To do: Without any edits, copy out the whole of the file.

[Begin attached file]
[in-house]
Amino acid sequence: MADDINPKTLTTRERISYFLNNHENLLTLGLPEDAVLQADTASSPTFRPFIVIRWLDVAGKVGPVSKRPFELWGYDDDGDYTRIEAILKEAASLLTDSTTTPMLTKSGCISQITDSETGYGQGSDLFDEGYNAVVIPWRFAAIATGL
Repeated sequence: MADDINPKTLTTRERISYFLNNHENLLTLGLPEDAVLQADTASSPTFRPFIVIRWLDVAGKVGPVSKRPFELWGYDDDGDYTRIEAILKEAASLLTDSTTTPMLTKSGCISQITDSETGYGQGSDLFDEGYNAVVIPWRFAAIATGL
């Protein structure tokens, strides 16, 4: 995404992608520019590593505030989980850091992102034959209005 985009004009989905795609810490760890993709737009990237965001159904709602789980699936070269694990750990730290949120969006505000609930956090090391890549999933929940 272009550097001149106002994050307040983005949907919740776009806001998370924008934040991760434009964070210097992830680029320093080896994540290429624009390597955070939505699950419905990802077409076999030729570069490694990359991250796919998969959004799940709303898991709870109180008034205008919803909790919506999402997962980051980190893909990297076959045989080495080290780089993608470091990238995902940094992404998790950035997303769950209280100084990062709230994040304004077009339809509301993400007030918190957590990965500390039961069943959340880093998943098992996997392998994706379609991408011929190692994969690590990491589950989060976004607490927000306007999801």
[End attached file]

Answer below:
[in-house]
Amino acid sequence: MADDINPKTLTTRERISYFLNNHENLLTLGLPEDAVLQADTASSPTFRPFIVIRWLDVAGKVGPVSKRPFELWGYDDDGDYTRIEAILKEAASLLTDSTTTPMLTKSGCISQITDSETGYGQGSDLFDEGYNAVVIPWRFAAIATGL
Repeated sequence: MADDINPKTLTTRERISYFLNNHENLLTLGLPEDAVLQADTASSPTFRPFIVIRWLDVAGKVGPVSKRPFELWGYDDDGDYTRIEAILKEAASLLTDSTTTPMLTKSGCISQITDSETGYGQGSDLFDEGYNAVVIPWRFAAIATGL
């Protein structure tokens, strides 16, 4: 995404992608520019590593505030989980850091992102034959209005 985009004009989905795609810490760890993709737009990237965001159904709602789980699936070269694990750990730290949120969006505000609930956090090391890549999933929940 272009550097001149106002994050307040983005949907919740776009806001998370924008934040991760434009964070210097992830680029320093080896994540290429624009390597955070939505699950419905990802077409076999030729570069490694990359991250796919998969959004799940709303898991709870109180008034205008919803909790919506999402997962980051980190893909990297076959045989080495080290780089993608470091990238995902940094992404998790950035997303769950209280100084990062709230994040304004077009339809509301993400007030918190957590990965500390039961069943959340880093998943098992996997392998994706379609991408011929190692994969690590990491589950989060976004607490927000306007999801």